How to Get out of a Depression Rut

Do you feel stuck in a rut? Not sure when it’s going to end or how you’ll get out of it? Every depressive episode is different, but there are some proven ways to jumpstart a positive progression. Check out these tips to learn how to get out of a depression rut.

Tackle Something That’s Totally in Your Control

Oftentimes in a depression rut, you feel overwhelmed by forces outside of your control. It helps to remind yourself of what you’re actually in control of.

For example, you might put away the dishes or read that book that’s been hanging out on your coffee table. The tasks don’t have to be lengthy or complicated. They just need to be in your control.

Give Yourself a Reset Day

When’s the last time you had a day dedicated to doing absolutely nothing? No chores, no work, no social activities – no responsibilities whatsoever. When you find yourself deep in a depression rut, choose a reset day to regroup.

You can use this day to do anything your heart desires. Take a nap, or even two naps! Soak in a warm bath. Sleep in. Eat your favorite comfort food. Don’t plan anything specific. Just let the day take you where it’s going to take you.

Many workplaces now offer mental health days for their employees for moments like this. If you can’t take off though, try to arrange a reset day on your scheduled days off. The goal here is to give yourself grace and forget about everything that’s causing you stress. You can tackle all that tomorrow. Today, just rest.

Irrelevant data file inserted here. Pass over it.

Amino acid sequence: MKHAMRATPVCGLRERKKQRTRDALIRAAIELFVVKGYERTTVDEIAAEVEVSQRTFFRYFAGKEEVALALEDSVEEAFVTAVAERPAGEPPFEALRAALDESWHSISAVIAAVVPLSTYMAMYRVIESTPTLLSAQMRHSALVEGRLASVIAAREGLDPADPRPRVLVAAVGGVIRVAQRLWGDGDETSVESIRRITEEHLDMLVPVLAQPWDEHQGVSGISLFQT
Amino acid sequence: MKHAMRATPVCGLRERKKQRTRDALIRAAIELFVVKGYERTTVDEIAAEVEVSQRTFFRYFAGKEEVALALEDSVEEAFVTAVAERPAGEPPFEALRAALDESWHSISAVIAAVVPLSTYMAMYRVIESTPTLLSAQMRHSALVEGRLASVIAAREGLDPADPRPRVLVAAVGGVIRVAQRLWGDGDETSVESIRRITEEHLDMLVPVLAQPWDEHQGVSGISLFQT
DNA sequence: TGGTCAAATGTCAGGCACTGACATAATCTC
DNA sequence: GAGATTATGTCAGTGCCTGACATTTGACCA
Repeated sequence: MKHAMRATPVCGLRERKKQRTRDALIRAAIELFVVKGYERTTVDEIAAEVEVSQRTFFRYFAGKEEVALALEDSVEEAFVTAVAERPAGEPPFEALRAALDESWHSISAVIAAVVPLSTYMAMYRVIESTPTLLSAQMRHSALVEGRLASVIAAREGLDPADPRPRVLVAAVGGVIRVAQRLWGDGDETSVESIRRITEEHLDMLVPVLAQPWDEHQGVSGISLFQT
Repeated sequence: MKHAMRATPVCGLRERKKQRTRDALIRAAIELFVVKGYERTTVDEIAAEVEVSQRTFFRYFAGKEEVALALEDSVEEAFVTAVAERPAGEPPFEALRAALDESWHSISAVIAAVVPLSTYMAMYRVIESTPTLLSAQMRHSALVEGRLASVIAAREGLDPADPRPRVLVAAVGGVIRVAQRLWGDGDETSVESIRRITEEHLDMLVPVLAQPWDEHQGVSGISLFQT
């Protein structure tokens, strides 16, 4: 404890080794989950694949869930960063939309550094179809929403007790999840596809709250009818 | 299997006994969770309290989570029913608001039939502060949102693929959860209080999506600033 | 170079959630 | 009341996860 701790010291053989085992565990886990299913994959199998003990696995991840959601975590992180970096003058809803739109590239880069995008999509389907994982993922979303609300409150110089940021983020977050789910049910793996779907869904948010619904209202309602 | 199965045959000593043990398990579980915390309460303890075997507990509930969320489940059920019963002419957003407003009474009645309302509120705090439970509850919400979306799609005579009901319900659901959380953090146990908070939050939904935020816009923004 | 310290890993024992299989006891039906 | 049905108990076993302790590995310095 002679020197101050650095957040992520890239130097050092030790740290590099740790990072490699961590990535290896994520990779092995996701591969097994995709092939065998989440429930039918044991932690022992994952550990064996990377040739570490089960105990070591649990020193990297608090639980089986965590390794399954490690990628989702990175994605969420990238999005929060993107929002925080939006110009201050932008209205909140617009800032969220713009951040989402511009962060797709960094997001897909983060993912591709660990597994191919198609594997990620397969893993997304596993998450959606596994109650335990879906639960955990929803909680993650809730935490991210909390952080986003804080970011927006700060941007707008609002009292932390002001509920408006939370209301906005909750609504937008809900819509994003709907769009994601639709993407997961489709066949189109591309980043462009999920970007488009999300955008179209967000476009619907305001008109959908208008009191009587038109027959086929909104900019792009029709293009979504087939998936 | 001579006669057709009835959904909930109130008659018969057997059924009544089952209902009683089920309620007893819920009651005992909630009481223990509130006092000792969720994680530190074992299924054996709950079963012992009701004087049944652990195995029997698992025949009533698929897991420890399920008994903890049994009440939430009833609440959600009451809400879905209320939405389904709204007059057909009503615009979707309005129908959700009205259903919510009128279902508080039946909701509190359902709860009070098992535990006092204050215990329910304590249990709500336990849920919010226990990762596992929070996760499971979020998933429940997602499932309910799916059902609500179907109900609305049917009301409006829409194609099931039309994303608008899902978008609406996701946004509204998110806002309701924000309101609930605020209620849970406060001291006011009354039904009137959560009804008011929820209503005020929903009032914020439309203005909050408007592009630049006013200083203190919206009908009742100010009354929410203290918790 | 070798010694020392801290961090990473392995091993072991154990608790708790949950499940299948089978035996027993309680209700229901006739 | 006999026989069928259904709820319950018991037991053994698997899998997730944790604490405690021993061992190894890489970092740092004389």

Establish a Consistent Sleep Routine

Inadequate sleep is linked to poor mental health. In fact, studies show that people with 6 hours of sleep or less each night are 2.5 times more likely to experience mental distress. When you’re awake, your brain is hard at work making sure your legs move, your eyes receive information, etc. Sleeping gives your brain a chance to process emotions and experiences from the day when it’s least busy.

A good sleep routine could pull you out of your depression rut and boost your mental health as a whole. Here are some Sleep Routine Tips you could incorporate into your daily life.

Get the Stress out of Your Brain and into the World

Have you vented about your depression yet? Have you vocalized why you feel stressed, even if you’re not sure what the direct source is? Most people benefit from getting their thoughts out in some way, whether it’s talking to a trusted confidant or writing their feelings on paper.

If you have a therapist, lean on him or her for guidance. If not, look to your support system for comfort. You might not get advice from everyone you talk to, but you’re at least processing your thoughts and feelings. This is like a release valve that takes pressure off your mind.

Ask for Help to Get a Fresh Start

Does the thought of cooking food or doing your laundry feel completely impossible right now? Are you buried in seemingly simple tasks? You don’t have to face that alone!

Don’t be afraid to ask for help. Get a couple of your closest friends or family members to come clean up your place for you. Give yourself a clean slate so you can feel relaxed and productive.

It doesn’t have to be your whole house either. Focus on the area that you spend the most time in, whether it be your living room, bedroom, kitchen, etc. Your circle of support can help you surround yourself with peace. That makes all the difference in a depression rut.

Get Personalized Depression Treatment

Perhaps this rut is a one-time experience, and if so, the tips above may be plenty sufficient. But maybe this is your third rut this year. If you find yourself in cyclical depression ruts, there may be a deeper issue at hand. Unresolved trauma, negative thought patterns, inadequate coping mechanisms – there are a number of contributing factors.

A therapist can help you get to the root of the matter and find a corresponding solution. You can learn coping strategies that are tailored to your unique needs. CNLD Testing & Therapy offers depression testing and depression treatment, including teletherapy appointments. If you’d like to work with one of our confidential, nonjudgmental providers, please contact us at (734) 994-9466.